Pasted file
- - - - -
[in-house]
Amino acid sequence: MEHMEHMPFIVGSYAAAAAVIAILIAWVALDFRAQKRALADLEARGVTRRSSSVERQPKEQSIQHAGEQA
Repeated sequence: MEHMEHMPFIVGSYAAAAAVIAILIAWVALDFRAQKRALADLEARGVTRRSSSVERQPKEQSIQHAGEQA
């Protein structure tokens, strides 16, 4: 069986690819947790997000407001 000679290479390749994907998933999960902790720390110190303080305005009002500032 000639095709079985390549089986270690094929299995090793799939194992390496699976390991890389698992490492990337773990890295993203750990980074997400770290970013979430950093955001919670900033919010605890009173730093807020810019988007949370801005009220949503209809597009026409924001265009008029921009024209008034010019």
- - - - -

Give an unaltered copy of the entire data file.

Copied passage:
[in-house]
Amino acid sequence: MEHMEHMPFIVGSYAAAAAVIAILIAWVALDFRAQKRALADLEARGVTRRSSSVERQPKEQSIQHAGEQA
Repeated sequence: MEHMEHMPFIVGSYAAAAAVIAILIAWVALDFRAQKRALADLEARGVTRRSSSVERQPKEQSIQHAGEQA
């Protein structure tokens, strides 16, 4: 069986690819947790997000407001 000679290479390749994907998933999960902790720390110190303080305005009002500032 000639095709079985390549089986270690094929299995090793799939194992390496699976390991890389698992490492990337773990890295993203750990980074997400770290970013979430950093955001919670900033919010605890009173730093807020810019988007949370801005009220949503209809597009026409924001265009008029921009024209008034010019």